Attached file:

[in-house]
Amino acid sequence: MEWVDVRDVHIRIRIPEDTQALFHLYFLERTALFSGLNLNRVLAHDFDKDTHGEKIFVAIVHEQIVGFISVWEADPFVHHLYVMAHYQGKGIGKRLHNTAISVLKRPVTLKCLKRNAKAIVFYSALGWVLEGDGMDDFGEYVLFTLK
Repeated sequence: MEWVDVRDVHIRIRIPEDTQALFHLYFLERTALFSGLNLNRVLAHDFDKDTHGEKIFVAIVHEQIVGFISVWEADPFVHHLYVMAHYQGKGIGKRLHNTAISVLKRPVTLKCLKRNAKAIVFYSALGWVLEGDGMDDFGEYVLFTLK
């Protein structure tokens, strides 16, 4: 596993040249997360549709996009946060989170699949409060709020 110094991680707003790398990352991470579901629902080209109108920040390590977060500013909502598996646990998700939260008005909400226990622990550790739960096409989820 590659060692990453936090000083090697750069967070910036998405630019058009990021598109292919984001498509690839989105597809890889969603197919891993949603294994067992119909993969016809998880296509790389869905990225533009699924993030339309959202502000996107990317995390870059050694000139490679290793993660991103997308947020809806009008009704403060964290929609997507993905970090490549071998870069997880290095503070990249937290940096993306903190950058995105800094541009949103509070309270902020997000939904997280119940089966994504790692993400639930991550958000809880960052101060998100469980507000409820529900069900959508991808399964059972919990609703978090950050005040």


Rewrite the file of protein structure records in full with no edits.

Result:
[in-house]
Amino acid sequence: MEWVDVRDVHIRIRIPEDTQALFHLYFLERTALFSGLNLNRVLAHDFDKDTHGEKIFVAIVHEQIVGFISVWEADPFVHHLYVMAHYQGKGIGKRLHNTAISVLKRPVTLKCLKRNAKAIVFYSALGWVLEGDGMDDFGEYVLFTLK
Repeated sequence: MEWVDVRDVHIRIRIPEDTQALFHLYFLERTALFSGLNLNRVLAHDFDKDTHGEKIFVAIVHEQIVGFISVWEADPFVHHLYVMAHYQGKGIGKRLHNTAISVLKRPVTLKCLKRNAKAIVFYSALGWVLEGDGMDDFGEYVLFTLK
């Protein structure tokens, strides 16, 4: 596993040249997360549709996009946060989170699949409060709020 110094991680707003790398990352991470579901629902080209109108920040390590977060500013909502598996646990998700939260008005909400226990622990550790739960096409989820 590659060692990453936090000083090697750069967070910036998405630019058009990021598109292919984001498509690839989105597809890889969603197919891993949603294994067992119909993969016809998880296509790389869905990225533009699924993030339309959202502000996107990317995390870059050694000139490679290793993660991103997308947020809806009008009704403060964290929609997507993905970090490549071998870069997880290095503070990249937290940096993306903190950058995105800094541009949103509070309270902020997000939904997280119940089966994504790692993400639930991550958000809880960052101060998100469980507000409820529900069900959508991808399964059972919990609703978090950050005040």